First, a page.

Bacterial Endosymbionts of Endophytic Fungi: Diversity, Phylogenetic Structure, and Biotic Interactions
AuthorHoffman, Michele Therese
AdvisorArnold, Anne Elizabeth
Committee ChairArnold, Anne Elizabeth
MetadataShow full item record
PublisherThe University of Arizona.
RightsCopyright © is held by the author. Digital access to this material is made possible by the University Libraries, University of Arizona. Further transmission, reproduction or presentation (such as public display or performance) of protected items is prohibited except with permission of the author.
AbstractThis dissertation comprises a series of studies designed to explore the associations between plants and the endophytic fungi they harbor in their above-ground tissues. By viewing endophyte diversity in ecologically and economically important hosts through the lenses of phylogenetic biology, microbiology, and biotechnology, this body of work links plant ecology with newly discovered symbiotic units comprised of endophytic fungi and the bacteria that inhabit them.This work begins with a large-scale survey of endophytic fungi from native and non-native Cupressaceae in Arizona and North Carolina. After isolating over 400 strains of endophytes, I inferred the evolutionary relationships among these fungi using both Bayesian and parsimony analyses. In addition to showing that native and introduced plants contained different endophytes, I found that the endophytes themselves harbor additional microbial symbionts, recovering members of the beta- and gamma-proteobacterial orders Burkholderiales, Xanthomonadales, and Enterobacteriales and numerous novel, previously uncultured bacteria. This work finds that phylogenetically diverse bacterial endosymbionts occur within living hyphae of multiple major lineages of ascomycetous endophytes.A focus on 29 fungal/bacterial associations revealed that bacterial and fungal phylogenies are incongruent with each other and did not reflect the phylogenetic relationships of host plants. Instead, both endophyte and bacterial assemblages were strongly structured by geography, consistent with local horizontal transmission. Endophytes could be cured of their bacterial endosymbionts using antibiotics, providing a tractable experimental system for comparisons of growth and metabolite production under varying conditions. Studies of seven focal fungal/bacterial pairs showed that bacteria could significantly alter growth of fungi at different nutrient and temperature levels in vitro, and that different members of the same bacterial lineages interact with different fungi in different ways.Focusing on one isolate, I then describe for the first time the production of indole-3-acetic acid (IAA) by a non-pathogenic, foliar endophytic fungus (Pestalotiopsis neglecta), suggesting a potential benefit to the host plant harboring this fungus. I show that this fungus is inhabited by an endohyphal bacterium (Luteibacter sp.) and demonstrate that mycelium containing this bacterium produces significantly more IAA in vitro than the fungus alone. I predict that the general biochemical pathway used by the fungal-endohyphal complex is L-tryptophan-dependent and measure effects of IAA production in vivo, focusing on root and shoot growth in tomato seedlings.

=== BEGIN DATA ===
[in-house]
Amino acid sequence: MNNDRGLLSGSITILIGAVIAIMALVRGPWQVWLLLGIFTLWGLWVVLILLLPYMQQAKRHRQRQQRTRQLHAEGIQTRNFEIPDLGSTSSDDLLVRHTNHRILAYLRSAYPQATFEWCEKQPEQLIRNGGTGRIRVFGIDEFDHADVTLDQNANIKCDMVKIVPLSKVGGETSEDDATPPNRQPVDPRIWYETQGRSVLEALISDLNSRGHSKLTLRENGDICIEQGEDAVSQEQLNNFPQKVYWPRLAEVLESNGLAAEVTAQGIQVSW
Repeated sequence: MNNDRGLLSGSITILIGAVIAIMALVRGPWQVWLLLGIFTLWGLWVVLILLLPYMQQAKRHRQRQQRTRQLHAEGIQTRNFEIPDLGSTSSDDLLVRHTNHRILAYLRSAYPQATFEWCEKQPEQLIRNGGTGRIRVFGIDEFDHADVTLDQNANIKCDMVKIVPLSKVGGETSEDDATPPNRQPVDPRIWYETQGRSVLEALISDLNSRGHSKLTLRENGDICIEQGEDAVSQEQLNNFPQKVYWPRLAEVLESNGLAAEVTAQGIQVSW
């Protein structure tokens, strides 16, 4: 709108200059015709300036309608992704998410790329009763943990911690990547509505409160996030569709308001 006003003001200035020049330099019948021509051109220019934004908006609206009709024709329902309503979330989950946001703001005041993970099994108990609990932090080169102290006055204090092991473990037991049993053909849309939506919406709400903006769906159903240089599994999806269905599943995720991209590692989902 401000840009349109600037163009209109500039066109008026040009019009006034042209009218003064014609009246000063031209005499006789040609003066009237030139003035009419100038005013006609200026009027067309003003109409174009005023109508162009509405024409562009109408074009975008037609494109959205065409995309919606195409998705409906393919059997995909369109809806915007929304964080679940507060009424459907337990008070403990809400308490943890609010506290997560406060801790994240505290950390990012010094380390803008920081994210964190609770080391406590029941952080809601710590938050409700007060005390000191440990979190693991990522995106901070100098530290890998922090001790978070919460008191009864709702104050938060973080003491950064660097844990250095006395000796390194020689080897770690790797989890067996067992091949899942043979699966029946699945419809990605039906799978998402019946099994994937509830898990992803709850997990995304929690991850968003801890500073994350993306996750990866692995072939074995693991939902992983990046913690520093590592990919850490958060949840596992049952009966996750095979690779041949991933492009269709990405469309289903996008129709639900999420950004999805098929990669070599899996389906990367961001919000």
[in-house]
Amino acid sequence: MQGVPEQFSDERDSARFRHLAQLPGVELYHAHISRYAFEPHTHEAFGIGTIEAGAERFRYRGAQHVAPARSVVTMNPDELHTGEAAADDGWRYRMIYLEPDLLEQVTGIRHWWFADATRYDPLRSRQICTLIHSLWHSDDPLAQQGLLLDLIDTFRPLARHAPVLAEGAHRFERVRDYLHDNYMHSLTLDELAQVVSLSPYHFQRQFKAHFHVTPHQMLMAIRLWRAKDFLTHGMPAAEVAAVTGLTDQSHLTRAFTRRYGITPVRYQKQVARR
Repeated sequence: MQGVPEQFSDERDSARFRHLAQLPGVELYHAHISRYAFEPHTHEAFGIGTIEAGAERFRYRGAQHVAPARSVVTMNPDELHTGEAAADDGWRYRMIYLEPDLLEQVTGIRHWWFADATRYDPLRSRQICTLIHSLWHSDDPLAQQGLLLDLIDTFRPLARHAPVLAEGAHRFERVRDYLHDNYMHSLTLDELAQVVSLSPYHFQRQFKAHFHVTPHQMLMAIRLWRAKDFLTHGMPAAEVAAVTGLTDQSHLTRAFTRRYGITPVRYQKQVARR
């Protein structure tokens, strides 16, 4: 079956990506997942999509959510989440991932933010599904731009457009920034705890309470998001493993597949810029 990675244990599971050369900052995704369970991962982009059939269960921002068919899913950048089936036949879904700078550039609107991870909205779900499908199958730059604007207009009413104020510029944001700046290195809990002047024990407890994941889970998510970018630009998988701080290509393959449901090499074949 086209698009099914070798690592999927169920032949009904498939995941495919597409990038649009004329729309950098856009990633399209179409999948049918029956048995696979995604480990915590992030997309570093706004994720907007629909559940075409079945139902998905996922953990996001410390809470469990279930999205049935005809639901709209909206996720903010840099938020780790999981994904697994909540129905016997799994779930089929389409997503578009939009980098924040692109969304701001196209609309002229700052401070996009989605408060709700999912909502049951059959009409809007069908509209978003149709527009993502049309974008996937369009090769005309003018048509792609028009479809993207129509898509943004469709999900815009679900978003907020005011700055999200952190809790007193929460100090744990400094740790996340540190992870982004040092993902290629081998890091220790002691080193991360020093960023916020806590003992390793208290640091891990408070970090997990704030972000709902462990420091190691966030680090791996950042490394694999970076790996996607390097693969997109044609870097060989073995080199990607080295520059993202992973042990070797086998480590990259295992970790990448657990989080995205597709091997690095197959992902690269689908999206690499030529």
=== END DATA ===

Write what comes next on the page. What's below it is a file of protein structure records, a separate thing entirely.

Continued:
Degree ProgramPlant Science